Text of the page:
- Executive Chairman of Alphabet (Google's parent company) resigns
- Was CEO of Google from 2001 to 2011
- Will leave after Alphabet Board meeting next month
- Power and influence waned under Trump administration
The world's 119th richest man is leaving his post as Executive Chairman at Google's parent company, Alphabet. However, he will stay on the board and will also act as a "technical adviser". Eyebrows were raised when, last night, it was revealed in a required statutory filing that 62 year-old Eric Schmidt actually told the Alphabet board of his decision three days ago but the company decided to keep it quiet.
That three-day period has flushed-out a lot of conspiracy theorists who have been speculating, with varying degrees of wildness, as to why Alphabet sat on the resignation for so long. Usually, news of someone of Schmidt's status suddenly leaving an important company would be immediately announced in an effort to quell speculation and command the media agenda.
Eric Schmidt was persuaded to join Google by the company's then young and comparatively inexperienced co-founders, Larry Page and Sergey Brin, to provide what they called "adult supervision". He was instrumental in taking Google to IPO back in 2004 and transforming the company into the behemoth it is today.
After stepping down as CEO and becoming Executive Chairman he spent much of his time as Alphabet's "emissary" in Washington DC, where he moved through the corridors of power as what one newspaper described as "plenipotentiary and secretary of state for Google". He was a prominent supporter of the Democratic party and, unsurprisingly, since Donald Trump has been President his power and influence in "the swamp" has markedly declined.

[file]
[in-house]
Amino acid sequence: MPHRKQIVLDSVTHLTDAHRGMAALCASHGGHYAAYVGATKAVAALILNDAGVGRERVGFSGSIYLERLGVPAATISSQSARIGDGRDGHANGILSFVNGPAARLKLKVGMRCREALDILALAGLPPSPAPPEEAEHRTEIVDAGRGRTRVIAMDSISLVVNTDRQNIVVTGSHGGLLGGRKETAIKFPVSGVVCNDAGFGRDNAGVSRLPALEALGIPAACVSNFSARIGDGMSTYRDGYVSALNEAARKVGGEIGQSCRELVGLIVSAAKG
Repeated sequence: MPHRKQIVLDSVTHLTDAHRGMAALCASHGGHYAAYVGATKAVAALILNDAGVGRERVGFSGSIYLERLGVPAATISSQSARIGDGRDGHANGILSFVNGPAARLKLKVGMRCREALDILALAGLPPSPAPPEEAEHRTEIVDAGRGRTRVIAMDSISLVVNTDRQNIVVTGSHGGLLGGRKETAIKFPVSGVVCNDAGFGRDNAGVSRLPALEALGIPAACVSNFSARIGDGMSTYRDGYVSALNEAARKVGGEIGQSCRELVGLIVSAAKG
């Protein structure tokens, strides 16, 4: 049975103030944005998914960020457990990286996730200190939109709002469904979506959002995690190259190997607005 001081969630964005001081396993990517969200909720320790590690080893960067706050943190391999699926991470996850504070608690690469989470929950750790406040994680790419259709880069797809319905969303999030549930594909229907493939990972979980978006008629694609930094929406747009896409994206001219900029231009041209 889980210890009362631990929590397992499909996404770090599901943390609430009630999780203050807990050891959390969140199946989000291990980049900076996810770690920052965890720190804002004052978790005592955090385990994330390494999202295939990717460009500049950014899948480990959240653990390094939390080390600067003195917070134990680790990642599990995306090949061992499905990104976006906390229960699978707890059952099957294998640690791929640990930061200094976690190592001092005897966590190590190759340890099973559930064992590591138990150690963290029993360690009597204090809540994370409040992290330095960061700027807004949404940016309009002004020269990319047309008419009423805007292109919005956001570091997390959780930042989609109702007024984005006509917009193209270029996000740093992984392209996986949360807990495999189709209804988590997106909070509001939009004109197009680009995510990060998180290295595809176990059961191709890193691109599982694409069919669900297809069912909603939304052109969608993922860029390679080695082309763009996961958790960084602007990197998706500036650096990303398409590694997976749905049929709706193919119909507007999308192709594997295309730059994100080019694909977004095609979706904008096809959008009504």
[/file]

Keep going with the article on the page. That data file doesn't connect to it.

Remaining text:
In a brief company statement, Alphabet gave little information about and no reason for Eric Schmidt's sudden departure other than "the time is right in Alphabet’s evolution for this transition.”
Mr. Schmidt has a well-documented and never denied reputation as a man about town with the ladies although he was and still is married. However, despite the spasm of puritan hypocrisy currently causing considerable twitchiness amongst sections of the the American business and show business elite, there is no suggestion the Eric Schmidt is tainted by any sexual scandal.
Indeed, he is more likely to be remembered for the big gaffe he made in 2009 when, questioned at a news conference about Google's cavalier attitude to the privacy of user data, he said, “If you have something that you don’t want anyone to know, maybe you shouldn’t be doing it in the first place.” That statement has dogged him ever since, as has vestiges of the public anger that followed his alleged attempts to have some of his own personal data expunged from the Google database.